How do I map numbers, linearly, between a and b to go between c and d.
That is, I want numbers between 2 and 6 to map to numbers between 10 and 20... but I need the generalized case.
My brain is fried.
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How do I map numbers, linearly, between a and b to go between c and d.
That is, I want numbers between 2 and 6 to map to numbers between 10 and 20... but I need the generalized case.
My brain is fried.
If your number X falls between A and B, and you would like Y to fall between C and D, you can apply the following linear transform:
Y = (X-A)/(B-A) * (D-C) + C
That should give you what you want, although your question is a little ambiguous, since you could also map the interval in the reverse direction. Just watch out for division by zero and you should be OK.
Y=f(X)=m*X+b
, where m and b have been determined simultaneously from the following two constraint equations that result from substituting the values of X and Y at the required endpoints: C=m*A+b
and D=m*B+b
– Chris Chiasson
Mar 9 '17 at 16:57
X=A+(A-B)*t
to prove the equality between this approach and Peter's. t is essentially a nondimensionalization of X. (t=(X-A)/(A-B)
)
– Chris Chiasson
Mar 9 '17 at 18:32
Divide to get the ratio between the sizes of the two ranges, then subtract the starting value of your inital range, multiply by the ratio and add the starting value of your second range. In other words,
R = (20 - 10) / (6 - 2)
y = (x - 2) * R + 10
This evenly spreads the numbers from the first range in the second range.
It would be nice to have this functionality in the java.lang.Math
class, as this is such a widely required function and is available in other languages.
Here is a simple implementation:
final static double EPSILON = 1e-12;
public static double map(double valueCoord1,
double startCoord1, double endCoord1,
double startCoord2, double endCoord2) {
if (Math.abs(endCoord1 - startCoord1) < EPSILON) {
throw new ArithmeticException("/ 0");
}
double offset = startCoord2;
double ratio = (endCoord2 - startCoord2) / (endCoord1 - startCoord1);
return ratio * (valueCoord1 - startCoord1) + offset;
}
I am putting this code here as a reference for future myself and may be it will help someone.
As an aside, this is the same problem as the classic convert celcius to farenheit where you want to map a number range that equates 0 - 100 (C) to 32 - 212 (F).
https://rosettacode.org/wiki/Map_range
[a1, a2] => [b1, b2]
if s in range of [a1, a2]
then t which will be in range of [b1, b2]
t= b1 + ((s- a1) * (b2-b1))/ (a2-a1)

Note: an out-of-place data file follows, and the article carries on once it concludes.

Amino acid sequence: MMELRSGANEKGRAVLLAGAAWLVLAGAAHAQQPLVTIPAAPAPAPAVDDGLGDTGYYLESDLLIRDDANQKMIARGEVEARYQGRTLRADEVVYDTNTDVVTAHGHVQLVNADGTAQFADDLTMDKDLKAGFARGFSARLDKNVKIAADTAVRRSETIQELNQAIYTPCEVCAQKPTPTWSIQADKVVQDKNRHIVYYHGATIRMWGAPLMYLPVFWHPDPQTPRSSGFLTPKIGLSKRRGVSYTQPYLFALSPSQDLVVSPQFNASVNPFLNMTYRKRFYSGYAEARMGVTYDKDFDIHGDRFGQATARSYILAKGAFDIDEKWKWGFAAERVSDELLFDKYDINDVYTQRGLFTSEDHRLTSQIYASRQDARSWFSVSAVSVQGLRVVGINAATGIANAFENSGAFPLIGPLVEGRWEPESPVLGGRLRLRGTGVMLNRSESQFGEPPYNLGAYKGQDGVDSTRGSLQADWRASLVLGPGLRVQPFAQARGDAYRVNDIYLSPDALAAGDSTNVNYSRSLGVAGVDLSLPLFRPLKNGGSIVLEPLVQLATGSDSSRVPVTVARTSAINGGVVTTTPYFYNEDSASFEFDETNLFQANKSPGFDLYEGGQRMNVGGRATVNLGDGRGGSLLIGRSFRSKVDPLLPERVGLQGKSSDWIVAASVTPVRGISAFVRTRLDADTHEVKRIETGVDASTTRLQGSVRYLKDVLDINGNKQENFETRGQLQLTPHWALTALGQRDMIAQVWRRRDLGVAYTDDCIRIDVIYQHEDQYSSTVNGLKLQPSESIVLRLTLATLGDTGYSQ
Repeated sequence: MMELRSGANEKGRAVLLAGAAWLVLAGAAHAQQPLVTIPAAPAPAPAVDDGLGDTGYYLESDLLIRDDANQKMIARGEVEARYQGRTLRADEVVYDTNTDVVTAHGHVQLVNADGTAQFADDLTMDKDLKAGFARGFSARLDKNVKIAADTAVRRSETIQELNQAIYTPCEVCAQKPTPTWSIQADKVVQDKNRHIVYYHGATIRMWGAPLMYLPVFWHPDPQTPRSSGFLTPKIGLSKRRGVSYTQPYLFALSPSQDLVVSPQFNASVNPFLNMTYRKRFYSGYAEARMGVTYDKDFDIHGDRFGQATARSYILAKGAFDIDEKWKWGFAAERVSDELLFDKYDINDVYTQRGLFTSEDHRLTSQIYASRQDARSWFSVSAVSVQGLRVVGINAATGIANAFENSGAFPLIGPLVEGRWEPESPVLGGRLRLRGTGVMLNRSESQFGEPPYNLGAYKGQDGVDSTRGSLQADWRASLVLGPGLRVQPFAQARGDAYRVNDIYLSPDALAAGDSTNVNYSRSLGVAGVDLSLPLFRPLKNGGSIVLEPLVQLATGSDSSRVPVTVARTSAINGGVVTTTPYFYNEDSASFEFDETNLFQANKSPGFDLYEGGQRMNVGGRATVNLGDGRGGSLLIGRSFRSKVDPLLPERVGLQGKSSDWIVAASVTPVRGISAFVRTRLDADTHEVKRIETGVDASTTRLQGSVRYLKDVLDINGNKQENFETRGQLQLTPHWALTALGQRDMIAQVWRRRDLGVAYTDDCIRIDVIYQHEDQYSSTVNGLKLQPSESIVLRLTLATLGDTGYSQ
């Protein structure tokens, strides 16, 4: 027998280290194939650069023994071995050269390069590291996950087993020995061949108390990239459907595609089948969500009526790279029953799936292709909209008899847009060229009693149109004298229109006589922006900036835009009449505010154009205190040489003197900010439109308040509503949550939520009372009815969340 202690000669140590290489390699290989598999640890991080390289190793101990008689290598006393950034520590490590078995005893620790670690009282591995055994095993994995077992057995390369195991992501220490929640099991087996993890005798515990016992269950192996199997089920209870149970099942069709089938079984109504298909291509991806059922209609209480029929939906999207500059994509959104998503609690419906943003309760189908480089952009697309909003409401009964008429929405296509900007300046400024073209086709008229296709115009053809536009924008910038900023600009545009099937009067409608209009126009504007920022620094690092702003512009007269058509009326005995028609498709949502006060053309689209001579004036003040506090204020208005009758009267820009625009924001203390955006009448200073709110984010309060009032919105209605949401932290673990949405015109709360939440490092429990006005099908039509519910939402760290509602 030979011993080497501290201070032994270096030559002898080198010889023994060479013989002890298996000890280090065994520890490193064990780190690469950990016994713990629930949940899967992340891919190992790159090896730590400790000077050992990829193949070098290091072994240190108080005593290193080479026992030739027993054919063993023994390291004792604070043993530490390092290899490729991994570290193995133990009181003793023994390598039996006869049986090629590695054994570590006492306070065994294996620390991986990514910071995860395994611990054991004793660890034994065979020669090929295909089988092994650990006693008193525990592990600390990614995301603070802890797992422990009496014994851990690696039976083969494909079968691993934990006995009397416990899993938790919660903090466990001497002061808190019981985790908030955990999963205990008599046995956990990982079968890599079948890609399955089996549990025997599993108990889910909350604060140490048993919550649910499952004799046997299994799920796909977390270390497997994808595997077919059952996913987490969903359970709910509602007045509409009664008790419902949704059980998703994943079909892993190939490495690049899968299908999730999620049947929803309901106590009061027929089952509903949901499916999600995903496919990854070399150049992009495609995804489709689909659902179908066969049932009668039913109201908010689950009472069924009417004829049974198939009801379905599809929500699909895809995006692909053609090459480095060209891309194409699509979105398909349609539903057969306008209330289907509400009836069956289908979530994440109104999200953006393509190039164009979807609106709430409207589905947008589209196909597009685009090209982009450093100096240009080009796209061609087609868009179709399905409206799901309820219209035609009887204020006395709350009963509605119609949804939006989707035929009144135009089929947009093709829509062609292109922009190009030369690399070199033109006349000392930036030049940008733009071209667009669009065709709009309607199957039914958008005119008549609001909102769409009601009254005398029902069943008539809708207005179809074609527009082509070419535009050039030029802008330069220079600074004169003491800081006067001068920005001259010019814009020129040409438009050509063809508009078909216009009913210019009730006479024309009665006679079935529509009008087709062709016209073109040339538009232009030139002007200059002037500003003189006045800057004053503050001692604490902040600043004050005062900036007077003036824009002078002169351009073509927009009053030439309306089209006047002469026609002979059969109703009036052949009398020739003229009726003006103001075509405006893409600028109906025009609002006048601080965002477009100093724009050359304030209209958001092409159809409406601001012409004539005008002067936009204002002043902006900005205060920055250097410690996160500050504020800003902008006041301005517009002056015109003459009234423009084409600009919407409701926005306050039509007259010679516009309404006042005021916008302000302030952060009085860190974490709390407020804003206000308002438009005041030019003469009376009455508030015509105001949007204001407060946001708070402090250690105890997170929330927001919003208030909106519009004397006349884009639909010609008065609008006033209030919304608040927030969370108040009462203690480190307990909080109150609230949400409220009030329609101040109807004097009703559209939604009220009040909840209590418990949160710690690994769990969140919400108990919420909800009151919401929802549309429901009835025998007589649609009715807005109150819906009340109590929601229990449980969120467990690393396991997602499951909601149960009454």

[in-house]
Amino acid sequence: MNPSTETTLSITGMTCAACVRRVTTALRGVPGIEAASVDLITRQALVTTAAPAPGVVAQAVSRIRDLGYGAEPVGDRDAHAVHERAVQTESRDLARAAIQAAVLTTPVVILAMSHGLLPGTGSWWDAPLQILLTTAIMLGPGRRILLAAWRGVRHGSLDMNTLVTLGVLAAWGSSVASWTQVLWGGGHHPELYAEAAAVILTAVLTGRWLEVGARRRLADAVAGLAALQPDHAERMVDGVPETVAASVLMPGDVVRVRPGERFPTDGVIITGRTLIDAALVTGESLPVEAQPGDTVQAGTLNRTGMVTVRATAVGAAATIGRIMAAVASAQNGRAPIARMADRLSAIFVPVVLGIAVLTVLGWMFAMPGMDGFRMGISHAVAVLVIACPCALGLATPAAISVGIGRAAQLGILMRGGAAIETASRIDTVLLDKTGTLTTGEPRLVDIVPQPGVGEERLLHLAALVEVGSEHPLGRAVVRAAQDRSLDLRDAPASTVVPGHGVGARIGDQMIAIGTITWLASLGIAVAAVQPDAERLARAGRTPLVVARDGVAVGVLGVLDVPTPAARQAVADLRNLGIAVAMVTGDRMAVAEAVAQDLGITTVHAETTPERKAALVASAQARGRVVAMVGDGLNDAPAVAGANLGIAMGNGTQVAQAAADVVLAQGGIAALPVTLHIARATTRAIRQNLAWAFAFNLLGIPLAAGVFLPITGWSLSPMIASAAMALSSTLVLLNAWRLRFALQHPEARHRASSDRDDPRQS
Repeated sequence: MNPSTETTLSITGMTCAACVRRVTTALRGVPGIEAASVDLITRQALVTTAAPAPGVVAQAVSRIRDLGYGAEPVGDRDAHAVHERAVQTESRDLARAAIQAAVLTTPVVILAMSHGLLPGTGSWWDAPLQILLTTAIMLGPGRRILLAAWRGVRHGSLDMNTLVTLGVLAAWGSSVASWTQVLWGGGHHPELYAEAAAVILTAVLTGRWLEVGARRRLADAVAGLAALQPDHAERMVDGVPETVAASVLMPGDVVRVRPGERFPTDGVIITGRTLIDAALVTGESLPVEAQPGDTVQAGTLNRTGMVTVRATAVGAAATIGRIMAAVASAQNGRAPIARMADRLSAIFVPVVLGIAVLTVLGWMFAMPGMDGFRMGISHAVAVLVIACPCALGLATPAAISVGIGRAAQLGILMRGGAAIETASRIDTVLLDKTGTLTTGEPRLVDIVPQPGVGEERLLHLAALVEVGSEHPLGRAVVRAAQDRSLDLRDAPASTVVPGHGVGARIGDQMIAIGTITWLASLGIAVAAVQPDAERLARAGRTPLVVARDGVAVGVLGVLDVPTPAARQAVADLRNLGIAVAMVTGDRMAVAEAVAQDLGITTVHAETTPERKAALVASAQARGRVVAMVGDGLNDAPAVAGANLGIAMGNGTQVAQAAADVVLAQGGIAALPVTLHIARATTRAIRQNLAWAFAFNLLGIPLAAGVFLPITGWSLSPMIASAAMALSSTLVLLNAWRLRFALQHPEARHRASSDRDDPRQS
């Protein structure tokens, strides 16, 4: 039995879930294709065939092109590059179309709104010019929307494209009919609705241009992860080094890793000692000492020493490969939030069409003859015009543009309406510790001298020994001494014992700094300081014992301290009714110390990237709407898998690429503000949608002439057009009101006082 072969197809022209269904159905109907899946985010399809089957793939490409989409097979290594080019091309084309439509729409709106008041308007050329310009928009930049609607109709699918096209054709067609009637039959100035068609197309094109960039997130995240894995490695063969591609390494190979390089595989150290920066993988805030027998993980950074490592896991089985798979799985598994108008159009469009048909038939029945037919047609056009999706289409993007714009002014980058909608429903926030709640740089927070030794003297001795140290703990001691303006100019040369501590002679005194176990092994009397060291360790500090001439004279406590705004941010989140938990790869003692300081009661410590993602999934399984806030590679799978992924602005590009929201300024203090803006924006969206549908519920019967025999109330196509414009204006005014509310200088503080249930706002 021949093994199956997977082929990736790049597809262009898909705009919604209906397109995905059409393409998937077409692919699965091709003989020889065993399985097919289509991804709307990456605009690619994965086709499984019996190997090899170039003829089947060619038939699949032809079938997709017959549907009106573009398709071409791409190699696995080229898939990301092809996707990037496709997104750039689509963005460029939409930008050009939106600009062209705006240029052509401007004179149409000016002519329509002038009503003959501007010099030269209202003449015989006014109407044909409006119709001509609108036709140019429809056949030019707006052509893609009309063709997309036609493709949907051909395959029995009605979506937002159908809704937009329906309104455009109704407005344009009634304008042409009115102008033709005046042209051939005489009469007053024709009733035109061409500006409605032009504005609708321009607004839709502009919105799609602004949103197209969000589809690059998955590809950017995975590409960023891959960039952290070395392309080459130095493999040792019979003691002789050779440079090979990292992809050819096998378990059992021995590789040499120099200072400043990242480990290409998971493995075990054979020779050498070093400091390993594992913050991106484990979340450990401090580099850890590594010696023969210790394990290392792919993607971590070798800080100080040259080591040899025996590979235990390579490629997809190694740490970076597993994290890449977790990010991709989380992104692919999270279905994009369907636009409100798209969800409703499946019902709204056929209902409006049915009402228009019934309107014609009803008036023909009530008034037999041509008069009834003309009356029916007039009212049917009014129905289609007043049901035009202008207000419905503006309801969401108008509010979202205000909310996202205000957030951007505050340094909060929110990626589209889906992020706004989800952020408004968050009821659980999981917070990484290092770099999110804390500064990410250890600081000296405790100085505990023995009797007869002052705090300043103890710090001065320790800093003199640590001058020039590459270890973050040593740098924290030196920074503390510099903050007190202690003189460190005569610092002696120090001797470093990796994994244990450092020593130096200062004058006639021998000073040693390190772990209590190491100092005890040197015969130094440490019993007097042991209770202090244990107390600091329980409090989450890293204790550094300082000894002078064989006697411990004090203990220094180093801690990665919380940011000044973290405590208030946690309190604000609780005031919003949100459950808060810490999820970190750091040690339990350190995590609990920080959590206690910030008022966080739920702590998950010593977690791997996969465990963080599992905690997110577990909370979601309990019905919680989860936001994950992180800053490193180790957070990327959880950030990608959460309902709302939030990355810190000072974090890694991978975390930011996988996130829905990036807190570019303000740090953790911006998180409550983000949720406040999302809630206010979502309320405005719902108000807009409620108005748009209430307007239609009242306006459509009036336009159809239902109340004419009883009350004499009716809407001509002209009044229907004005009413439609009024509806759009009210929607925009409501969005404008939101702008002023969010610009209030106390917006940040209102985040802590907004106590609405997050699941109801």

Each unit interval on the first range takes up (d-c)/(b-a) "space" on the second range.
Pseudo:
var interval = (d-c)/(b-a)
for n = 0 to (b - a)
print c + n*interval
How you handle the rounding is up to you.
int srcMin = 2, srcMax = 6;
int tgtMin = 10, tgtMax = 20;
int nb = srcMax - srcMin;
int range = tgtMax - tgtMin;
float rate = (float) range / (float) nb;
println(srcMin + " > " + tgtMin);
float stepF = tgtMin;
for (int i = 1; i < nb; i++)
{
stepF += rate;
println((srcMin + i) + " > " + (int) (stepF + 0.5) + " (" + stepF + ")");
}
println(srcMax + " > " + tgtMax);
With checks on divide by zero, of course.
In addition to @PeterAllenWebb answer, if you would like to reverse back the result use the following:
reverseX = (B-A)*(Y-C)/(D-C) + A
if your range from [a to b] and you want to map it in [c to d] where x is the value you want to map use this formula (linear mapping)
double R = (d-c)/(b-a)
double y = c+(x*R)+R
return(y)
Where X is the number to map from A-B to C-D, and Y is the result: Take the linear interpolation formula, lerp(a,b,m)=a+(m*(b-a)), and put C and D in place of a and b to get Y=C+(m*(D-C)). Then, in place of m, put (X-A)/(B-A) to get Y=C+(((X-A)/(B-A))*(D-C)). This is an okay map function, but it can be simplified. Take the (D-C) piece, and put it inside the dividend to get Y=C+(((X-A)*(D-C))/(B-A)). This gives us another piece we can simplify, (X-A)*(D-C), which equates to (X*D)-(X*C)-(A*D)+(A*C). Pop that in, and you get Y=C+(((X*D)-(X*C)-(A*D)+(A*C))/(B-A)). The next thing you need to do is add in the +C bit. To do that, you multiply C by (B-A) to get ((B*C)-(A*C)), and move it into the dividend to get Y=(((X*D)-(X*C)-(A*D)+(A*C)+(B*C)-(A*C))/(B-A)). This is redundant, containing both a +(A*C) and a -(A*C), which cancel each other out. Remove them, and you get a final result of: Y=((X*D)-(X*C)-(A*D)+(B*C))/(B-A)
TL;DR: The standard map function, Y=C+(((X-A)/(B-A))*(D-C)), can be simplified down to Y=((X*D)-(X*C)-(A*D)+(B*C))/(B-A)